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INSPIRED BY HISTORY: Sandra Ervin Adams signs copies of her new book of poems, ‘Through a Weymouth Window.’ Courtesy photo.

To say North Carolina has a deep, rich writing history is a real understatement. And this opulent literary heritage is exemplified where else but in the North Carolina Literary Hall of Fame. The hall is housed in the Boyd Room at the Weymouth Center for the Arts & Humanities in Southern Pines, NC, inside the former study of James Boyd, a steel and railroad mogul from Pennsylvania whom later wrote “Drums,” published in 1925. It displays plaques, pictures, books and other mementos and collectables of inductees, such as Charles W. Chesnutt, Paul Green, Bernice Kelly Harris, George Moses Horton, Randall Jarrell, Gerald Johnson, Guy Owen and Thad Stem Jr. Once the meeting place for writers, Jonathan Daniels declared it “launched the Southern Literary Renaissance” in the 1920s and 30s. The NC Literary Hall of Fame appreciates the soul and the dream of those whom over eras have garlanded North Carolina with valuable and influential literature.

Today its history grows stronger with each passing moment as The Weymouth Center for the Arts & Humanities is thriving as a full-fledged cultural center with a reputable Chamber Music Series, Ragan Writers Series and Arts and Humanities Lecture Series. Most graciously, the center’s Writers-in-Residence Program offers writers a stay of up to two weeks per year in the Boyd home to pursue their work. It is a home where many famed writers have said their most artistic and inventive days transpired. It is here that Jacksonville local author, columnist and poet Sandra Ervin Adams gathered inspiration for her latest work, “Through A Weymouth Window.”

Crafted from Adams’ many residencies at the center, “Through A Weymouth Window” demonstrates how she felt while writing there and gives those unfamiliar with The Weymouth Center a true mini-tour of the grounds through the vibrant and effervescent eye of a poet’s perspective. Consider it a way for those (like myself) who have not yet had the honor to stay at the Boyd home to become inspired and enriched.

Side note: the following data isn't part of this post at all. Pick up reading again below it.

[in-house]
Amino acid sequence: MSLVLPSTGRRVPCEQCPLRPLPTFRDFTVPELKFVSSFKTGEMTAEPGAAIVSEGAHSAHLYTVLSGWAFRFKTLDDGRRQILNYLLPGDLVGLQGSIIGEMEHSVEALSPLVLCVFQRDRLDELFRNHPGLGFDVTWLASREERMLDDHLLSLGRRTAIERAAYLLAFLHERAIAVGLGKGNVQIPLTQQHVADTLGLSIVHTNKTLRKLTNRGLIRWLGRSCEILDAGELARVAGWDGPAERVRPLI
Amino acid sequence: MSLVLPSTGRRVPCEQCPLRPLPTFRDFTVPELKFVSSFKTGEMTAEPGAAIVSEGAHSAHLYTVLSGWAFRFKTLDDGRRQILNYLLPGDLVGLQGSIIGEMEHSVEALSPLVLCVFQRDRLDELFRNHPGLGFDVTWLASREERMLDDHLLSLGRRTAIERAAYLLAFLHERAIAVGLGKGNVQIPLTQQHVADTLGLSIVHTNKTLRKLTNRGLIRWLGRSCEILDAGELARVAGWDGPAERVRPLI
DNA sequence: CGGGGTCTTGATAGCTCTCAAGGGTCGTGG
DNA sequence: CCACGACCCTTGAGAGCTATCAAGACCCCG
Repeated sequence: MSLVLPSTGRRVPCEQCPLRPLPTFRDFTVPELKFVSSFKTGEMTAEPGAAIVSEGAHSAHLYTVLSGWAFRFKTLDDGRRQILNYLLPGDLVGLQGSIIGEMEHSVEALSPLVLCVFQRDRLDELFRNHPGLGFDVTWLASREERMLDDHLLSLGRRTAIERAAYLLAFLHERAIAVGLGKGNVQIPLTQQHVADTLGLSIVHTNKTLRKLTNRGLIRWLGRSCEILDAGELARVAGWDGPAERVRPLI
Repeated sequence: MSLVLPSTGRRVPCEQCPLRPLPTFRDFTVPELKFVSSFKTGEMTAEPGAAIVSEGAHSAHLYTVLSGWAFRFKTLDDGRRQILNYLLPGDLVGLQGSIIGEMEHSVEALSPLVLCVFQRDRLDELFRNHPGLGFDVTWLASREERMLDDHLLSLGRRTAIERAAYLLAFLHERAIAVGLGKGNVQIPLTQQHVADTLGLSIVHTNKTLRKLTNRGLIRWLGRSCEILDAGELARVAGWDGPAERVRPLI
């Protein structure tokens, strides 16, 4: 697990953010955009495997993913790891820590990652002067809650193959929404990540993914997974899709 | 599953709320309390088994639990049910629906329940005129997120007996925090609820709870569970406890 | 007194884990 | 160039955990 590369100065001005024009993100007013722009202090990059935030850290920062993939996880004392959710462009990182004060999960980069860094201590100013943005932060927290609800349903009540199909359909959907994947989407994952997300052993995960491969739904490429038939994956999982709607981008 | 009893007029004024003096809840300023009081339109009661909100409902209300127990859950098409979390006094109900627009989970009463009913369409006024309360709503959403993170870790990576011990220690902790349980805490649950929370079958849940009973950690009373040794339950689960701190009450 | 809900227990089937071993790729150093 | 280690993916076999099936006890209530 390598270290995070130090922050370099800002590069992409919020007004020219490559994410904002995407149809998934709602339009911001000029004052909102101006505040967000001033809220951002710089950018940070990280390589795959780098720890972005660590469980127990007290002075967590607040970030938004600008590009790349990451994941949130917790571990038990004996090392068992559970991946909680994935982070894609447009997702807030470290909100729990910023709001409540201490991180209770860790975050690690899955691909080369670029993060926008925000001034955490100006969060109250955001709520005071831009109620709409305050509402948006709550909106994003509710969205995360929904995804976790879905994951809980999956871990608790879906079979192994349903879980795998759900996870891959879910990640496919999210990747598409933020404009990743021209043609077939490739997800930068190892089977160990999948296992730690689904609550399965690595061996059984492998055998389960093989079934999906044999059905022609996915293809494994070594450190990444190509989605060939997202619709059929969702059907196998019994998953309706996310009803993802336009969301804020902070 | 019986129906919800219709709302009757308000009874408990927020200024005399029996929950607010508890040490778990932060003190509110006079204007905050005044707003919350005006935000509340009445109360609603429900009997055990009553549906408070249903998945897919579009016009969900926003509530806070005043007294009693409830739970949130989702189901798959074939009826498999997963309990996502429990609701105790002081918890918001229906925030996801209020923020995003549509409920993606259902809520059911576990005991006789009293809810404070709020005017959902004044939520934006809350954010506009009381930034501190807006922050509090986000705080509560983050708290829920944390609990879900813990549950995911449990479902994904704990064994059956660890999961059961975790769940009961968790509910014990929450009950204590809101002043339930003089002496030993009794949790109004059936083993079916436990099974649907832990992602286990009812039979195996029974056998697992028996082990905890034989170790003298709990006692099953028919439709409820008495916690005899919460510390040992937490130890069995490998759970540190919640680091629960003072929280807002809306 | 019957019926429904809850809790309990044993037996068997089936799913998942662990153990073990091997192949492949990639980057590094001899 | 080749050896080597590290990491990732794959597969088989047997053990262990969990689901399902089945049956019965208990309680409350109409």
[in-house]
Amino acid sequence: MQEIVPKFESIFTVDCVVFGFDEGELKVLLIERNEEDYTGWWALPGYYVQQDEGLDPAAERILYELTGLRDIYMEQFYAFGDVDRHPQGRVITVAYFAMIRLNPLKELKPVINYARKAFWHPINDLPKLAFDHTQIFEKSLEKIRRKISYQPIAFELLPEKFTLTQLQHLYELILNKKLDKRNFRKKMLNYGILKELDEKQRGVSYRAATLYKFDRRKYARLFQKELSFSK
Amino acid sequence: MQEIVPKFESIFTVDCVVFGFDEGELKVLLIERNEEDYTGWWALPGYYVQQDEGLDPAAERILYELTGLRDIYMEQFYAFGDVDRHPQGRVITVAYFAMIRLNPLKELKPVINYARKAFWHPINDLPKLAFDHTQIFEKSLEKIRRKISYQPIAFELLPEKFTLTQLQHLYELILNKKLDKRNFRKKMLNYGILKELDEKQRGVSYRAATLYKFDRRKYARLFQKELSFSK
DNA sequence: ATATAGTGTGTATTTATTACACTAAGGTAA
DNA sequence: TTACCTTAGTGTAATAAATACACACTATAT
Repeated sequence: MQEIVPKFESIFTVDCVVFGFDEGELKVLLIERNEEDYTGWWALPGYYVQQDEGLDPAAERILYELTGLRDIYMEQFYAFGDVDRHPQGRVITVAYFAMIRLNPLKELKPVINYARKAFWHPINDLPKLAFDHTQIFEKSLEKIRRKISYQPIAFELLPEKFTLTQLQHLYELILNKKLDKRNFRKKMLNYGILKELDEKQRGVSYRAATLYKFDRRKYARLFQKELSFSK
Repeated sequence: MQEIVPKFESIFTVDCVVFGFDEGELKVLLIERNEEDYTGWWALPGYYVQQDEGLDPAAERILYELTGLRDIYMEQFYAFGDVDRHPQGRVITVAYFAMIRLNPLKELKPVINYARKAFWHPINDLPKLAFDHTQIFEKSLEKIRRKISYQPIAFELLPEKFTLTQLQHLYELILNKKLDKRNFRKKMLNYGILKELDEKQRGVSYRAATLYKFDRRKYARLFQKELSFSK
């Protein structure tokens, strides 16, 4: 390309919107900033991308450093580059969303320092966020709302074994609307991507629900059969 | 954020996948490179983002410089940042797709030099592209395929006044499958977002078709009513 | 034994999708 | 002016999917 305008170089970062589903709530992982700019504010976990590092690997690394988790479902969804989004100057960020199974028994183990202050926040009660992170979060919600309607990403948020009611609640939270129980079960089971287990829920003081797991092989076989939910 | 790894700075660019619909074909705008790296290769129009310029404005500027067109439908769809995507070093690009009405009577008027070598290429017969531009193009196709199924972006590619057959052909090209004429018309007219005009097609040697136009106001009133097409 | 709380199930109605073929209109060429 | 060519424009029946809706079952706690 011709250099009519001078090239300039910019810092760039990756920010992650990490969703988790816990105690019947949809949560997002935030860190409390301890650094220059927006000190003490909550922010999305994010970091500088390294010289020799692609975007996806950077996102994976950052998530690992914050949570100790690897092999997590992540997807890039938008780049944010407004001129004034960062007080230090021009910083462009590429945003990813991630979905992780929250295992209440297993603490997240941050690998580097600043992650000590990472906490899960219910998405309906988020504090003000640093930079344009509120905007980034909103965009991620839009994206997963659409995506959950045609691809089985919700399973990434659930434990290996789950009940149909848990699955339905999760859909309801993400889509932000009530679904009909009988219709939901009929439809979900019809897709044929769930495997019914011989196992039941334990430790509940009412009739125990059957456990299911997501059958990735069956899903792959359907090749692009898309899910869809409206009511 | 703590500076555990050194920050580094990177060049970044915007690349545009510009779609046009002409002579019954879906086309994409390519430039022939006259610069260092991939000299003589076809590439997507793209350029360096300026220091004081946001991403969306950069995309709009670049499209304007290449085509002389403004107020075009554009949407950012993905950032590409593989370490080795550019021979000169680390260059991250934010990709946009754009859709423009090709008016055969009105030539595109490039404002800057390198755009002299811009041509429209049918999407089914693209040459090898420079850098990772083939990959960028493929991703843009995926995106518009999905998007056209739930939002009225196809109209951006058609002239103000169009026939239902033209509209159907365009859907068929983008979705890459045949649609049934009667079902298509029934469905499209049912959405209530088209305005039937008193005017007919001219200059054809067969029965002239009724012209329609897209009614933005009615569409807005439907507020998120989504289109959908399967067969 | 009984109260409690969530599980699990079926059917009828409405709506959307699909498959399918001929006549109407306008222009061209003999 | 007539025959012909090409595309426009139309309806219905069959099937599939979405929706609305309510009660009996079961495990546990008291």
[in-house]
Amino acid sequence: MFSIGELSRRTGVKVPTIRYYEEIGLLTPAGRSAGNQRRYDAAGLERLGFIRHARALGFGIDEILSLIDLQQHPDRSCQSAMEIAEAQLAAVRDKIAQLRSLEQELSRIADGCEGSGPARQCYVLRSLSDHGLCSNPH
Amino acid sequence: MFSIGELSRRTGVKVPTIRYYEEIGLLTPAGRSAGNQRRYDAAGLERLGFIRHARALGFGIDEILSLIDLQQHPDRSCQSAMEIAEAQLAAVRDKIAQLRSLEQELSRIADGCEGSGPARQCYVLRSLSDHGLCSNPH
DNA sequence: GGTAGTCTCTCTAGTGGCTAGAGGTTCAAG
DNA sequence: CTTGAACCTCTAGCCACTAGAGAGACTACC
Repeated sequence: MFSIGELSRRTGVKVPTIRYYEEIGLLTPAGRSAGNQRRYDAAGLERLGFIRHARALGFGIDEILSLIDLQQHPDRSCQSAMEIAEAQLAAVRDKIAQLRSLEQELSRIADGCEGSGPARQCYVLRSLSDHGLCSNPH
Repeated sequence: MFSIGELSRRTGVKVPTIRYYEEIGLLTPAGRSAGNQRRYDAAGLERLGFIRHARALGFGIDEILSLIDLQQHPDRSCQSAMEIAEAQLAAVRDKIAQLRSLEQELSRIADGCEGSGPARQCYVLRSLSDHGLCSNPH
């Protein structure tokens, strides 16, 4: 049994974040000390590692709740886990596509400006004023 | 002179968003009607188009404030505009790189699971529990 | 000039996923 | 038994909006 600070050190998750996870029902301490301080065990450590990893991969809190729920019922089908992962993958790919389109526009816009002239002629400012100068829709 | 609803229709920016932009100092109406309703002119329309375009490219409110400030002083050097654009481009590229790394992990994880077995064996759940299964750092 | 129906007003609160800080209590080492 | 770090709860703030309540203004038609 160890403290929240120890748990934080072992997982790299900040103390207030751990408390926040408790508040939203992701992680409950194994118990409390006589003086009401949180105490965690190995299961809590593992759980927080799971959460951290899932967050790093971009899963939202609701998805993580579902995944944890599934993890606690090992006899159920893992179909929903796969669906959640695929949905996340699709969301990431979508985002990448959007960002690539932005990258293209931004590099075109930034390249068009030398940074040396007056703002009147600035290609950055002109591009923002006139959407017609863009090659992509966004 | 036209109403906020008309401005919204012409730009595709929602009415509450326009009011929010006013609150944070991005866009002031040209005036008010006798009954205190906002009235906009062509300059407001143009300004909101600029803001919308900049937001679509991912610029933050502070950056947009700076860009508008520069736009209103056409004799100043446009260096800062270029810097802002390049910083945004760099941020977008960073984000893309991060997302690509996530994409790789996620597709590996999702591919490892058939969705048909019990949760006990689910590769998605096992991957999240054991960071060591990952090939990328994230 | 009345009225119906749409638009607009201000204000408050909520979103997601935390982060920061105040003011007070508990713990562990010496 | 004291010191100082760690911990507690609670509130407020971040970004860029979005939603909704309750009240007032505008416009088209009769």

“I’d take my pen and paper, handheld recorder and all, and I’d go through the house and walk through and look at the gardens,” Adams remembers. “Oh, Tiffanie, they have so many beautiful gardens! And I sat out and wrote and wrote. Weymouth Center is a wellspring for all of those who love to write and who love literature. Being there is just like being in a little world for a little while, and who doesn’t need that? I hope every writer, at some point in their life, gets a chance to visit and to become a part of it.”

Born by the old brick hospital that’s now part of the health department in Jacksonville, Adams is a graduate from Jacksonville High School and also a former military wife who spent two years in Germany before returning to her roots in 1972. Within her work, “Through A Weymouth Window,” avid poetry readers will find gems, such as “Ghosts,” “Writer’s Bedroom” and odes to Katherine and James Boyd that exemplify not just Adams’ appreciation, but the appreciation all writers should have for the trailblazers that paved the way—especially those at The Weymouth Center.

A true detailed and dedicated writer, Adams sleeps with a pile of notebooks and folders by her bed to ensure she doesn’t miss a single moment that may strike her or inspire others. “[Writing at Weymouth Center] has been my dream, and I wanted it recorded,” she shares. “Weymouth Center and my poems tie in with history, because I talk about the people who lived there and about what they did that continues to speak to us all. It’s like you become a part of the house.”

She notes that while Wilmington is steeped in culture, history and education, The Weymouth Center is another place in which those themes run rampant. “In my mind, Jacksonville and Onslow County would benefit from more poetry and more people looking at our history through the eyes of a poet.”

“Through a Weymouth Window” is available at The Jacksonville Council for the Arts (826 New Bridge Street) in downtown Jacksonville or at Two Sisters Bookery (318 Nutt Street) in Wilmington.

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